• Over the last 10 years, classroom assessment specialists have been encouraging schools to make major changes in their grading and reporting systems. The problems with traditional grading are many, among them being the focus on mechanical processes and mathematical precision, often calculated to several decimal places. This focus unfortunately leads students — and parents — to fixate on the numbers rather than on the learning. Students become obsessed with how many points they need to earn on the next test to keep a B instead of what they need to learn to really master the subject. 

  • How We Got Grading Wrong, and What To Do About It by Laura Varlas

  • Eight Essential Principles for Improving Grading by Jay McTighe

    • Done well, grading can play a key role in a balanced district assessment system.

  • Providing Feedback That Moves Learning Forward by Dylan Wiliam

    • This is the fourth of six videos produced for South Australia's Department of Education and Child Development about ten years ago. The video focuses on the formative assessment strategy of "Providing feedback that moves learning forward". The Powerpoint slides are here:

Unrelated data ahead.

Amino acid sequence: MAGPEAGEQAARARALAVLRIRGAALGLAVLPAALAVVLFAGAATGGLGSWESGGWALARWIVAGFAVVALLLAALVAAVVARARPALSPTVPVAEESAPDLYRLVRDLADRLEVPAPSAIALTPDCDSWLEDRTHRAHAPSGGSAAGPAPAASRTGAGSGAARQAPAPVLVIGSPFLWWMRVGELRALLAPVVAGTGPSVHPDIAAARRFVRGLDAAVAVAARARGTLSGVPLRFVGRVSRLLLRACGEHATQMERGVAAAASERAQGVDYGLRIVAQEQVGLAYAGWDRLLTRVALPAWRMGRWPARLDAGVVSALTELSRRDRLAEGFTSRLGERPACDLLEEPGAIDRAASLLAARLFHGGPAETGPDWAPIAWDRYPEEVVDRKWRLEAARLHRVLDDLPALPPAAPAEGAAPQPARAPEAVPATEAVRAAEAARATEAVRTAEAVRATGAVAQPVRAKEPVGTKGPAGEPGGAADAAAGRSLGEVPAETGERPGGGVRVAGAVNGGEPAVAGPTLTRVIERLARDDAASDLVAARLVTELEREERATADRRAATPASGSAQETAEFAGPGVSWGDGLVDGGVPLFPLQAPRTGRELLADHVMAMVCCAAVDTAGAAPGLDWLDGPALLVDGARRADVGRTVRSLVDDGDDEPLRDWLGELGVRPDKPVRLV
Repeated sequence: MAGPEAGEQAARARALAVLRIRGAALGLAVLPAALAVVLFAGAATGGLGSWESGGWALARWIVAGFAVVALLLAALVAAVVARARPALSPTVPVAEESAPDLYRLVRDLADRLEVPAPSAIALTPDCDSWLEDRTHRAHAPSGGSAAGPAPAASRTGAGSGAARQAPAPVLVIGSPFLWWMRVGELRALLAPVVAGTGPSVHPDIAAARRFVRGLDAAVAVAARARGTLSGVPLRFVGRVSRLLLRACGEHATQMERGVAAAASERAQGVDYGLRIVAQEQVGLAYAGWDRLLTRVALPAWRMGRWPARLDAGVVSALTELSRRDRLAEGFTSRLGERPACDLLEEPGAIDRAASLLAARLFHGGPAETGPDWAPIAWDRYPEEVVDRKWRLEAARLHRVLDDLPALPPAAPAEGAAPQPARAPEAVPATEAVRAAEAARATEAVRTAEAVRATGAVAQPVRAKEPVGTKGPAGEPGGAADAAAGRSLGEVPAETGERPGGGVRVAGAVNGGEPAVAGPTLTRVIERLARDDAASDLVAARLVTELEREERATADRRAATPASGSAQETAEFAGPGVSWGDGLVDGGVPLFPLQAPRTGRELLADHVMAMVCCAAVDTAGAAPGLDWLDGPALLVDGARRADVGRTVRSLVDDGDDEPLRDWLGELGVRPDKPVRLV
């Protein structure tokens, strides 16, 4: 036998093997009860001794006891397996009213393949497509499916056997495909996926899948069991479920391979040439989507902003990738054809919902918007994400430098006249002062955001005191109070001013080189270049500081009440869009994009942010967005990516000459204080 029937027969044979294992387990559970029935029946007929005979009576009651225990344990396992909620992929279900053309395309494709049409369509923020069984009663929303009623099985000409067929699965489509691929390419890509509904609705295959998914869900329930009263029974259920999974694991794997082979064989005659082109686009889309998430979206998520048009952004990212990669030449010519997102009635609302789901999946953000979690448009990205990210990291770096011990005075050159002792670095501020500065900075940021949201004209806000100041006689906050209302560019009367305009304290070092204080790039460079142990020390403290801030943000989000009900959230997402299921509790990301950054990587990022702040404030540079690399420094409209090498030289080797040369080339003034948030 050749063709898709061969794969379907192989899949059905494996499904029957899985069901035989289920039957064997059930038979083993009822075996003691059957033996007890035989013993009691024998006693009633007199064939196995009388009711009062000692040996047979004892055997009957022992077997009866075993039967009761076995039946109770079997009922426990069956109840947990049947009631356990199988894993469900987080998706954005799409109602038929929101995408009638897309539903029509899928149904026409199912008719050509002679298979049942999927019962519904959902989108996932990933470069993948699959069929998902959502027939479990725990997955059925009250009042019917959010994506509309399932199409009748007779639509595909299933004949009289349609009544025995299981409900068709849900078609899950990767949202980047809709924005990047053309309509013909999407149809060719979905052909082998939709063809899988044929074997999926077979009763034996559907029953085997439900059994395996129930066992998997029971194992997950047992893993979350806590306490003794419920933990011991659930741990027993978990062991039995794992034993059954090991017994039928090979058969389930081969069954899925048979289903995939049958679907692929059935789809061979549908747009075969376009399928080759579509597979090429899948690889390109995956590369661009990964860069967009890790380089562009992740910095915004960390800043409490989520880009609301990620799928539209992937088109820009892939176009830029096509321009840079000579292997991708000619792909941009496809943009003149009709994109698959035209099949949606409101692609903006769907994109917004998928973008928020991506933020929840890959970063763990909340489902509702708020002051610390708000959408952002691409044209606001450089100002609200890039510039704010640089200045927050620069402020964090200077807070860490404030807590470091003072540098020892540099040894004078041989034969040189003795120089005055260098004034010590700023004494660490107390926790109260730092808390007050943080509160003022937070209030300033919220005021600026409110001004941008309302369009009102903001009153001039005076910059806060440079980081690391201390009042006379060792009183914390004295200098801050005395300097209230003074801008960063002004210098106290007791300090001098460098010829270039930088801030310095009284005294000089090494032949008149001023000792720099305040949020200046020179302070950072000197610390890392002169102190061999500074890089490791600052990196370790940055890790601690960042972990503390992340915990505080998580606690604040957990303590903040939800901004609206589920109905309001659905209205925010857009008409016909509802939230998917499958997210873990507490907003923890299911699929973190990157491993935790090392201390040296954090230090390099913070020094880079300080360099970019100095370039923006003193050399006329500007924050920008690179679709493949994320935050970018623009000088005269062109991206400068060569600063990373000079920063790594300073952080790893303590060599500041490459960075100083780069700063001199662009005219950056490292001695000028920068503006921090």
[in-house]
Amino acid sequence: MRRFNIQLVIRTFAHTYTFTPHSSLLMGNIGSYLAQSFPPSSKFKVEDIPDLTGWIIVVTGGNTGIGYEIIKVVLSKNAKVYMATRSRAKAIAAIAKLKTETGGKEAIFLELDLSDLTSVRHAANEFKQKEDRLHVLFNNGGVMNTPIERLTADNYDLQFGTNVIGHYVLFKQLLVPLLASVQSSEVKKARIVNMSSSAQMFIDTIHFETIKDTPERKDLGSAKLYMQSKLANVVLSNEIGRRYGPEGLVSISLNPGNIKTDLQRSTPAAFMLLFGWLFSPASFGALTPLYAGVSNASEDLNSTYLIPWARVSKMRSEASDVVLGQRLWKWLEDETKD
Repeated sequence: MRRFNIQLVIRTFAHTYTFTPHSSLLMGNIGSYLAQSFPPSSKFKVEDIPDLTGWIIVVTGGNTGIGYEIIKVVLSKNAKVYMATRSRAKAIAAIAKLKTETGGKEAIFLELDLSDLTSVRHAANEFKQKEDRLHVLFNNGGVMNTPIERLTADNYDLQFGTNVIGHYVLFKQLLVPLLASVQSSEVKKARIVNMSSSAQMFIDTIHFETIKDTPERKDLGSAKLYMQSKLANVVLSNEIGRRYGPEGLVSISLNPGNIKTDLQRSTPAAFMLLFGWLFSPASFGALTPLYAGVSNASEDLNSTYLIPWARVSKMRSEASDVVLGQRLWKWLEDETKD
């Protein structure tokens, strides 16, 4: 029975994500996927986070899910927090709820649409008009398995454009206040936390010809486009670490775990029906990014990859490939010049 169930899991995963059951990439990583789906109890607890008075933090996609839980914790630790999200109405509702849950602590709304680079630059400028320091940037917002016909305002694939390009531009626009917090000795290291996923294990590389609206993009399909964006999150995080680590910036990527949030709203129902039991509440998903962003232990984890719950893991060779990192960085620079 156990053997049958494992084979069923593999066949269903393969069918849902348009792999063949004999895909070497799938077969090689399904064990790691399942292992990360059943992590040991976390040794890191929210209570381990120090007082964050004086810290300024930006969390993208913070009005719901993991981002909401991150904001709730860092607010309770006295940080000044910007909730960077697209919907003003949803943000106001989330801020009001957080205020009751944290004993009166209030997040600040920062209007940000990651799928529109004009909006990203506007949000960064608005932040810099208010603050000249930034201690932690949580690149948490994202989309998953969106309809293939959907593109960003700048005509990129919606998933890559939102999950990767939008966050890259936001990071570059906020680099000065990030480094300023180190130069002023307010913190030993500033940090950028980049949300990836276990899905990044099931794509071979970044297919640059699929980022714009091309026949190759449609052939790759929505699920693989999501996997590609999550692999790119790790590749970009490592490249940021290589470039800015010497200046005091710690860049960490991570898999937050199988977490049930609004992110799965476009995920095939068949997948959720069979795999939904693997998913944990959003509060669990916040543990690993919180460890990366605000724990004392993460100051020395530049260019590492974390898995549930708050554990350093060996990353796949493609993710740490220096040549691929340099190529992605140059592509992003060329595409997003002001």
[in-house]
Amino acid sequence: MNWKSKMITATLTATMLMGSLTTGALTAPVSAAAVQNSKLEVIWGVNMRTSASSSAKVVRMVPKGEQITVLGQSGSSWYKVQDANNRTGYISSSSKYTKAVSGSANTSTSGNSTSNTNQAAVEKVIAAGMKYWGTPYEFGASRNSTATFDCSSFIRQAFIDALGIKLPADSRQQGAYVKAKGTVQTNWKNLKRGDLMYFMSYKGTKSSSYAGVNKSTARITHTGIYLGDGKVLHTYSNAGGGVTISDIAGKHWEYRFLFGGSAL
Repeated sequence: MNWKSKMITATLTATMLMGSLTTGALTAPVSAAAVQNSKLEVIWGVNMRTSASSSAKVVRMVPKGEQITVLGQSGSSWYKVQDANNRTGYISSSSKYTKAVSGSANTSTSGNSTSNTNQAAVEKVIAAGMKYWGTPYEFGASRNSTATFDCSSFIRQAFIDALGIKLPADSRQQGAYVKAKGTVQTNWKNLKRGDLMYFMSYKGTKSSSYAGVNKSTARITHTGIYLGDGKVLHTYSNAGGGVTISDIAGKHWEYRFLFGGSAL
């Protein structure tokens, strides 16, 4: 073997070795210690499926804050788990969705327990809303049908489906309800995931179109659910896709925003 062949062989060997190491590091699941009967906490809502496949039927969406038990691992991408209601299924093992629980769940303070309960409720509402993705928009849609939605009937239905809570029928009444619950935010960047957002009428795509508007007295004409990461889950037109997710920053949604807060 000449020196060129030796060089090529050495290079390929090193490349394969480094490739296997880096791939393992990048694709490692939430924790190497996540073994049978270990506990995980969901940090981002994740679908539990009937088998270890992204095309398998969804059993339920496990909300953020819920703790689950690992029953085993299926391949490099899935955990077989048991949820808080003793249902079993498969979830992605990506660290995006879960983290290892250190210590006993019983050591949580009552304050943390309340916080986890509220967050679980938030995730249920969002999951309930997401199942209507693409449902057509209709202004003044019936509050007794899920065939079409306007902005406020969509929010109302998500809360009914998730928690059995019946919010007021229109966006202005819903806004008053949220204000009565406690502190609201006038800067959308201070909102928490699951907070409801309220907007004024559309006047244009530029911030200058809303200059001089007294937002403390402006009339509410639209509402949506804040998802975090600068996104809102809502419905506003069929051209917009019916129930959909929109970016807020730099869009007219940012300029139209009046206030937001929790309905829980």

• Avoiding Unintended Consequences in Grading Reform by Dylan Wiliam

    • Before we enact grading reforms, let's understand why the policies we're scuttling were adopted in the first place.

  • What Grading and Assessment Practices Could Schools Use in the Year Ahead? By Susan Brookhart

    • With the context of schooling so disrupted, many traditional methods of grading have been disrupted as well. For example, counting student participation or completion of practice work is difficult when students have unequal access to the internet for class time. What can research tell us about grading and assessment practices schools could use in the year ahead? This brief discusses grading and assessment practices that research suggests have the flexibility needed during this time of disruption, to support student learning and measure that learning in a meaningful way. Its goal is to support grading changes that will improve both learning and reporting.